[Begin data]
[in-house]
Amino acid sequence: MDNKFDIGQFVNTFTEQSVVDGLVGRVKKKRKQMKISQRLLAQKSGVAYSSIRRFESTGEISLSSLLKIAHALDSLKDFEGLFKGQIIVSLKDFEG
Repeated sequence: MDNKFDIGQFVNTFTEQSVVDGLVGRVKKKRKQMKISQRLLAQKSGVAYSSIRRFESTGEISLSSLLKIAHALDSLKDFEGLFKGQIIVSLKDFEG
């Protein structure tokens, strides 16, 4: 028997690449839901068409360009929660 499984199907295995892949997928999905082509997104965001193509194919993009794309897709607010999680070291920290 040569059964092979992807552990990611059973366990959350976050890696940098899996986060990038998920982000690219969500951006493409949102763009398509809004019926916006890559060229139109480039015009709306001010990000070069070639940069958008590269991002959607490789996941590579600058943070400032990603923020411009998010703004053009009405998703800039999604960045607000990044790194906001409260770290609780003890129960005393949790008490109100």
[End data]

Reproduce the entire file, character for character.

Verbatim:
[in-house]
Amino acid sequence: MDNKFDIGQFVNTFTEQSVVDGLVGRVKKKRKQMKISQRLLAQKSGVAYSSIRRFESTGEISLSSLLKIAHALDSLKDFEGLFKGQIIVSLKDFEG
Repeated sequence: MDNKFDIGQFVNTFTEQSVVDGLVGRVKKKRKQMKISQRLLAQKSGVAYSSIRRFESTGEISLSSLLKIAHALDSLKDFEGLFKGQIIVSLKDFEG
């Protein structure tokens, strides 16, 4: 028997690449839901068409360009929660 499984199907295995892949997928999905082509997104965001193509194919993009794309897709607010999680070291920290 040569059964092979992807552990990611059973366990959350976050890696940098899996986060990038998920982000690219969500951006493409949102763009398509809004019926916006890559060229139109480039015009709306001010990000070069070639940069958008590269991002959607490789996941590579600058943070400032990603923020411009998010703004053009009405998703800039999604960045607000990044790194906001409260770290609780003890129960005393949790008490109100």